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Seasonal Agricultural Workers Programme Update


Press Statement by the OECS Director General Dr. Didacus Jules

The Canada-Caribbean Seasonal Agricultural Workers Programme has been in existence for about 50 years and is a notable example of cooperation between participating Caribbean countries and Canada.  Over the years hundreds of farm workers from OECS communities have travelled to Canada and have engaged in gainful employment on farms across Canada.

Some farm workers have returned to Canada repeatedly for up to 30 years in some cases.  The wages earned have assisted them to support their families, build new homes, send their children to school and to start small businesses in their communities.  While in Canada, OECS workers are covered by Canadian labour legislation, provincial health insurance and all other labour-related benefits.  OECS workers also benefit from mandatory supplementary health insurance coverage arranged by the Eastern Caribbean Liaison Service (ECLS) with a Canadian insurance provider.  The ECLS is the Canada-based Unit of the OECS, responsible for coordinating the farm worker programme.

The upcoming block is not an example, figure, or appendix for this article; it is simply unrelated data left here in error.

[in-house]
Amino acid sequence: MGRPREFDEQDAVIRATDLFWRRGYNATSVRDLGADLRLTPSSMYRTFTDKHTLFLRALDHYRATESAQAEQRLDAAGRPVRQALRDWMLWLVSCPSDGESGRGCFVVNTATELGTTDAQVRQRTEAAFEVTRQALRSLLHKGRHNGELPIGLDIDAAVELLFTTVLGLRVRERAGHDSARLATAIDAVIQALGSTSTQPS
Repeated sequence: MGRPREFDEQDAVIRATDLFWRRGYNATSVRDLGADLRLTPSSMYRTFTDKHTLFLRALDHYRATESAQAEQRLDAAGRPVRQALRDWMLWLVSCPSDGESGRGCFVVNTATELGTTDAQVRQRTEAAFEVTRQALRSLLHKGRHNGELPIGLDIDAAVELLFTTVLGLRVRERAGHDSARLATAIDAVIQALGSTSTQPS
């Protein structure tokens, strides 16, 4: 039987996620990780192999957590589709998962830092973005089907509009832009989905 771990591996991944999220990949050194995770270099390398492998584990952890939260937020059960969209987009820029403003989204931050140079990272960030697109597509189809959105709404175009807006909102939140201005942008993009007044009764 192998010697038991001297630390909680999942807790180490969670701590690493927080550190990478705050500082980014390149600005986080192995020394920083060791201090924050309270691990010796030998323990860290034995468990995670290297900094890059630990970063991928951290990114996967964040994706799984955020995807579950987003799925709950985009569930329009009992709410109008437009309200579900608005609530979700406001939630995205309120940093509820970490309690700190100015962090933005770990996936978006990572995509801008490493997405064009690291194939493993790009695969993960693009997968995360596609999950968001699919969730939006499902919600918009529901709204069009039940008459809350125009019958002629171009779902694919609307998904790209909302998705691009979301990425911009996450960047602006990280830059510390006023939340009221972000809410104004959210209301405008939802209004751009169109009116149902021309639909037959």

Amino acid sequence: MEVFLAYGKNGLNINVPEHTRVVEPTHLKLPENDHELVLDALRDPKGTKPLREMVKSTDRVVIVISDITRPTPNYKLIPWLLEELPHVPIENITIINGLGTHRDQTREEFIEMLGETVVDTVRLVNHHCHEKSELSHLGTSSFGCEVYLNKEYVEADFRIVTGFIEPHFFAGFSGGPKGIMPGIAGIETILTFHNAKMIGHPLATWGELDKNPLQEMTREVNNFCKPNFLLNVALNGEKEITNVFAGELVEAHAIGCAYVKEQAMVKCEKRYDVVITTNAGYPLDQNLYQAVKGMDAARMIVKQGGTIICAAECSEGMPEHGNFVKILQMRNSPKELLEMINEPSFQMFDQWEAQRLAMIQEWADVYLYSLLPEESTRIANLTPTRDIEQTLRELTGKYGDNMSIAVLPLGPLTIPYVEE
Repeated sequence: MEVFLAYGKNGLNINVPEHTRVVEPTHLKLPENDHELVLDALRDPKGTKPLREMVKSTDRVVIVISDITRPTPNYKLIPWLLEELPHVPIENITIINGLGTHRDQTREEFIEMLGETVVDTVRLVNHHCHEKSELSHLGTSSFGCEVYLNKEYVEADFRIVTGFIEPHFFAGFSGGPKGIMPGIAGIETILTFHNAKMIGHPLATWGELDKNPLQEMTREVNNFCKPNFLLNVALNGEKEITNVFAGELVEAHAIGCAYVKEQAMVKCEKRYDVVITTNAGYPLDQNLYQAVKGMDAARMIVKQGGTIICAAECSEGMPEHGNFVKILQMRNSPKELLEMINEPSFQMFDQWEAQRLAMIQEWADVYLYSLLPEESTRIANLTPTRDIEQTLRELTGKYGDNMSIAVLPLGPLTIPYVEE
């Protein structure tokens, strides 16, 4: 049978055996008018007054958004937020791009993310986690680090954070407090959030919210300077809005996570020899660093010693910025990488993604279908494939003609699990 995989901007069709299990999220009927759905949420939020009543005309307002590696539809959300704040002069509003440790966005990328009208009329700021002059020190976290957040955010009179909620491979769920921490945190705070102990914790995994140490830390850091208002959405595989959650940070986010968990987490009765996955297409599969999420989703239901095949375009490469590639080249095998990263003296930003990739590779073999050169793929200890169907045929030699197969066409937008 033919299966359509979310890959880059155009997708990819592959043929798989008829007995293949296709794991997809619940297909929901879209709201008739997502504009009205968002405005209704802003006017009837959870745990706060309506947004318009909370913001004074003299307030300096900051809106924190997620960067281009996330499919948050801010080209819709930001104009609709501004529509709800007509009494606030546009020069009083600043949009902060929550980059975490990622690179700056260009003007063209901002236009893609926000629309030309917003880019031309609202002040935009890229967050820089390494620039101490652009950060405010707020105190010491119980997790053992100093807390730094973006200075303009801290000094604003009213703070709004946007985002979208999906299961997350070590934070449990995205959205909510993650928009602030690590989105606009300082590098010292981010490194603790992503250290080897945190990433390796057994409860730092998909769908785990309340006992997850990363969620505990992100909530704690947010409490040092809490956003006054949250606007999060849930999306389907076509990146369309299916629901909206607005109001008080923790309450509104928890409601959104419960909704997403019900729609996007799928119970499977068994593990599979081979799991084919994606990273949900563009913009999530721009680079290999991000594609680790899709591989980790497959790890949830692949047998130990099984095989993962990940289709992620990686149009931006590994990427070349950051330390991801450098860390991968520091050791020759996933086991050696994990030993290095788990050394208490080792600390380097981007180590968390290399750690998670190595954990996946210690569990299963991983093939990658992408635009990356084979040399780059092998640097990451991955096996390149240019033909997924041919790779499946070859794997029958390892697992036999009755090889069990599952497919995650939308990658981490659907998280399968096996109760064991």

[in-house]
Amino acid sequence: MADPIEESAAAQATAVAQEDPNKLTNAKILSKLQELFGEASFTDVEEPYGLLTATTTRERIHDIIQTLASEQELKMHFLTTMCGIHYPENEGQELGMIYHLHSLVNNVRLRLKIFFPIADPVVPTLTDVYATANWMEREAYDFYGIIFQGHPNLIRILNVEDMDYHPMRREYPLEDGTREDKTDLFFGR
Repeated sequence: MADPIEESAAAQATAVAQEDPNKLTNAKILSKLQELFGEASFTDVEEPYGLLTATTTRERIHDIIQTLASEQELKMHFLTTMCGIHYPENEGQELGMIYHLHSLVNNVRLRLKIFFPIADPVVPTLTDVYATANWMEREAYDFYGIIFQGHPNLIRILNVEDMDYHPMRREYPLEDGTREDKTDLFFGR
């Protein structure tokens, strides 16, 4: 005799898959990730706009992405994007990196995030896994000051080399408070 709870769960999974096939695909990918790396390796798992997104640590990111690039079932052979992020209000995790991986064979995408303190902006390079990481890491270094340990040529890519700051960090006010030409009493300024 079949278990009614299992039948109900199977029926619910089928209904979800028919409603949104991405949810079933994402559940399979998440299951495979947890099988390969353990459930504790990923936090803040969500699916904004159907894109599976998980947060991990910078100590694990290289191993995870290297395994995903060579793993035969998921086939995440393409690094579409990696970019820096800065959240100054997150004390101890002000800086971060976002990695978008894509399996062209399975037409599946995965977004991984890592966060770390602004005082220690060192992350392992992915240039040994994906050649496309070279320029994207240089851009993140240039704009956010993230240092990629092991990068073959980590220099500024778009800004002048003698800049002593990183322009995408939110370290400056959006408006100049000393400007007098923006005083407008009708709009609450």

Recently the ECLS has further expanded the Programme to include more women and some non-Agriculture areas, including warehousing and culinary opportunities in Quebec, Canada.  In 2022 over 40 OECS women joined the Seasonal Agricultural Workers Program and worked on farms in Ontario, Saskatchewan, and Nova Scotia.

In that regard, we note the recent press reports about alleged challenges faced by women participating in the programme on a farm in Nova Scotia. This matter is currently being investigated by the Canadian authorities.  The outcome of due process would be communicated at the appropriate time.

The impact of the OECS farm worker’s employment in the past few years has been significant, despite the challenges of the pandemic.  During that time the ECLS was successful in mobilizing 3 charter flights in 2020 and 4 charter flights in 2021 – to facilitate the airlift of hundreds of farm workers to fulfill their employment contracts, in Canada when commercial flights were disrupted.  These efforts resulted in workers completing their contracts and earning over 37 million Eastern Caribbean dollars in wages per annum, most of that returning to local OECS economies in the form of remittances.


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